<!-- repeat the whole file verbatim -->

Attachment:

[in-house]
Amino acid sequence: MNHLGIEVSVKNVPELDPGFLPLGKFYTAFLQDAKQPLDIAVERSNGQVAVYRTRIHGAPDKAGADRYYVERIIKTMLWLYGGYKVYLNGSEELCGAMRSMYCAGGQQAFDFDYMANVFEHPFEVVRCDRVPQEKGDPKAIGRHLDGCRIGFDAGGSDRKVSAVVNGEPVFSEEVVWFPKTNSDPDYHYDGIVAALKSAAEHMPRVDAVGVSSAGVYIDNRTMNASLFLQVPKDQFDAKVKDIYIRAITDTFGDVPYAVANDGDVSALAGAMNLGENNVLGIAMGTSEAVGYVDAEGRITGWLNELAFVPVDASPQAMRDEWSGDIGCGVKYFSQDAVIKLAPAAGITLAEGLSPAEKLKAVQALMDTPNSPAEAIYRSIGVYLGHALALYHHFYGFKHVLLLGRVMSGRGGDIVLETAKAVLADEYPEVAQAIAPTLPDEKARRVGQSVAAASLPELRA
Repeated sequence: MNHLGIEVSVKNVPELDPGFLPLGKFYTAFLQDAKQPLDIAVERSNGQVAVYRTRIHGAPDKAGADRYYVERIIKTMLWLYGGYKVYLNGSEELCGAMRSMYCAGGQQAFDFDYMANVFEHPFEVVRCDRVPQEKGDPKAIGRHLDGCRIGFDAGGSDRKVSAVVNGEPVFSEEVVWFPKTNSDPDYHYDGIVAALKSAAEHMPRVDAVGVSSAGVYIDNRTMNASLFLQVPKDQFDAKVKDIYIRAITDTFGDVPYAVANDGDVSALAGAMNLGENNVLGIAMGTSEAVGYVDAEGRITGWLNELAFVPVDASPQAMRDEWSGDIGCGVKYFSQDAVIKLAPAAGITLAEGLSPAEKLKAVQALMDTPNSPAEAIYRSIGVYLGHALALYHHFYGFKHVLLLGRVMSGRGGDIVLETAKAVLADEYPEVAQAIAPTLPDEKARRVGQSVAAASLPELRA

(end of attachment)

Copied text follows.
[in-house]
Amino acid sequence: MNHLGIEVSVKNVPELDPGFLPLGKFYTAFLQDAKQPLDIAVERSNGQVAVYRTRIHGAPDKAGADRYYVERIIKTMLWLYGGYKVYLNGSEELCGAMRSMYCAGGQQAFDFDYMANVFEHPFEVVRCDRVPQEKGDPKAIGRHLDGCRIGFDAGGSDRKVSAVVNGEPVFSEEVVWFPKTNSDPDYHYDGIVAALKSAAEHMPRVDAVGVSSAGVYIDNRTMNASLFLQVPKDQFDAKVKDIYIRAITDTFGDVPYAVANDGDVSALAGAMNLGENNVLGIAMGTSEAVGYVDAEGRITGWLNELAFVPVDASPQAMRDEWSGDIGCGVKYFSQDAVIKLAPAAGITLAEGLSPAEKLKAVQALMDTPNSPAEAIYRSIGVYLGHALALYHHFYGFKHVLLLGRVMSGRGGDIVLETAKAVLADEYPEVAQAIAPTLPDEKARRVGQSVAAASLPELRA
Repeated sequence: MNHLGIEVSVKNVPELDPGFLPLGKFYTAFLQDAKQPLDIAVERSNGQVAVYRTRIHGAPDKAGADRYYVERIIKTMLWLYGGYKVYLNGSEELCGAMRSMYCAGGQQAFDFDYMANVFEHPFEVVRCDRVPQEKGDPKAIGRHLDGCRIGFDAGGSDRKVSAVVNGEPVFSEEVVWFPKTNSDPDYHYDGIVAALKSAAEHMPRVDAVGVSSAGVYIDNRTMNASLFLQVPKDQFDAKVKDIYIRAITDTFGDVPYAVANDGDVSALAGAMNLGENNVLGIAMGTSEAVGYVDAEGRITGWLNELAFVPVDASPQAMRDEWSGDIGCGVKYFSQDAVIKLAPAAGITLAEGLSPAEKLKAVQALMDTPNSPAEAIYRSIGVYLGHALALYHHFYGFKHVLLLGRVMSGRGGDIVLETAKAVLADEYPEVAQAIAPTLPDEKARRVGQSVAAASLPELRA